Egypt pulls out of talks to protest Middle East nuclear arms
CAIRO (Reuters) - Egypt said on Monday it was withdrawing from a second week of Non-Proliferation Treaty (NPT) talks in Geneva in protest at what it called the failure to implement a 1995 resolution for a Middle East free of nuclear weapons.
That was an implicit reference to Israel which neither confirms nor denies having nuclear arms and is not a signatory to the NPT. Arab states and Iran say Israel's presumed nuclear arsenal poses a threat to Middle East peace and security.
Cairo said it was pulling out of the talks "to send a strong message of non-acceptance of the continued lack of seriousness in dealing with the establishment of a nuclear-free zone in the Middle East".
"We cannot continue waiting forever for the implementation of this resolution," Egypt's Foreign Ministry said in a statement carried by state news agency MENA. Cairo called on member states and international bodies "to bear responsibility for implementing legitimate international resolutions."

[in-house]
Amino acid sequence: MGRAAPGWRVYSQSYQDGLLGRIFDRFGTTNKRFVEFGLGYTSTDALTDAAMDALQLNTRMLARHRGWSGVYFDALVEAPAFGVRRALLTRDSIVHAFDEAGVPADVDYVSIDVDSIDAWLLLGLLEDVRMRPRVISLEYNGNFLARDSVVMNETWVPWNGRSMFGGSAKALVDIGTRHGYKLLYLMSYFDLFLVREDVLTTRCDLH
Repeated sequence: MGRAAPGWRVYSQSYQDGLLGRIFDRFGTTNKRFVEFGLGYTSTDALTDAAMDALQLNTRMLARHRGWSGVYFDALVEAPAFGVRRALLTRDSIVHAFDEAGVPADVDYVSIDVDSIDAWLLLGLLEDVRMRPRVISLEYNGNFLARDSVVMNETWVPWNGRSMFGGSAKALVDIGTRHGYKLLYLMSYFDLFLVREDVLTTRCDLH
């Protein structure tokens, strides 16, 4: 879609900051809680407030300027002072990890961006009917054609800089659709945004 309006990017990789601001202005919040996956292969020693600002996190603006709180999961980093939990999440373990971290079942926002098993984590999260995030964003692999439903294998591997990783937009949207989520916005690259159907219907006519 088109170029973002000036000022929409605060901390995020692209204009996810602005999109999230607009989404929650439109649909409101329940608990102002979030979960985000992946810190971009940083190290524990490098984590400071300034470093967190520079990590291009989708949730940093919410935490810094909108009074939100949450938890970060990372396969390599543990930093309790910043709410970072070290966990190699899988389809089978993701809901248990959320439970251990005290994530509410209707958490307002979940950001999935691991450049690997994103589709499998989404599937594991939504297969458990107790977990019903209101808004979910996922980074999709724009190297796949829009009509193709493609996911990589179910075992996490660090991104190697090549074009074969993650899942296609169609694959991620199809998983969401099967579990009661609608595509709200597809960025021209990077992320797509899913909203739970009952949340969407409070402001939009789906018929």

U.S. and Israeli officials have said a nuclear arms-free zone in the Middle East could not be a reality until there was broad Arab-Israeli peace and Iran curbed its nuclear programme, which Tehran says is for peaceful energy and research purposes.
The two-week meeting in Geneva is to review progress in implementing the 1970 NPT, a treaty designed to prevent the spread of nuclear arms in the world.
In a speech on the first day of the NPT conference on April 22, former Egyptian Ambassador to Geneva Hisham Badr said "Egypt and many Arab countries have joined the NPT with the understanding that this would lead to a Middle East completely free of nuclear weapons.
"However, more than 30 years later, one country in the Middle East, namely Israel, remains outside the NPT," he said.
(Reporting by Shaimaa Fayed in Cairo and Stephanie Nebehay in Geneva; Editing by Jon Hemming)
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